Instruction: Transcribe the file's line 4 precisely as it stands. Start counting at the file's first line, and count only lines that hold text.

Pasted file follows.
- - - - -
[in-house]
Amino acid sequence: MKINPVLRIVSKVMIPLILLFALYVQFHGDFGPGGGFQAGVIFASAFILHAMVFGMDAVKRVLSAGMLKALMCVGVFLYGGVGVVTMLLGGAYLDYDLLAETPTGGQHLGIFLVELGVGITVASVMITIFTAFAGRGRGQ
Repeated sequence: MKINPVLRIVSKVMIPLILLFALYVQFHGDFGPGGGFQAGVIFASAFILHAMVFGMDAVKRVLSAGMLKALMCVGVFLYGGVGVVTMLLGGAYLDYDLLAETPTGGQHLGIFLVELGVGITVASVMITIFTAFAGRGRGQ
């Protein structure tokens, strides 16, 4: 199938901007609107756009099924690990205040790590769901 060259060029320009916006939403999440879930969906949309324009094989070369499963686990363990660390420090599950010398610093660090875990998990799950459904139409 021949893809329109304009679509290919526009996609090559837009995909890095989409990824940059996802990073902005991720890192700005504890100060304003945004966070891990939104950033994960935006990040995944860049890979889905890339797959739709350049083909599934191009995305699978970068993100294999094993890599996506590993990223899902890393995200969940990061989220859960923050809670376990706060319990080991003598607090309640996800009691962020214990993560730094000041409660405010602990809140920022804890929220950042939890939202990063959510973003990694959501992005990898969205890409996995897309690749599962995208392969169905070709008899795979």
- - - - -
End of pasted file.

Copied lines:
């Protein structure tokens, strides 16, 4: 199938901007609107756009099924690990205040790590769901 060259060029320009916006939403999440879930969906949309324009094989070369499963686990363990660390420090599950010398610093660090875990998990799950459904139409 021949893809329109304009679509290919526009996609090559837009995909890095989409990824940059996802990073902005991720890192700005504890100060304003945004966070891990939104950033994960935006990040995944860049890979889905890339797959739709350049083909599934191009995305699978970068993100294999094993890599996506590993990223899902890393995200969940990061989220859960923050809670376990706060319990080991003598607090309640996800009691962020214990993560730094000041409660405010602990809140920022804890929220950042939890939202990063959510973003990694959501992005990898969205890409996995897309690749599962995208392969169905070709008899795979």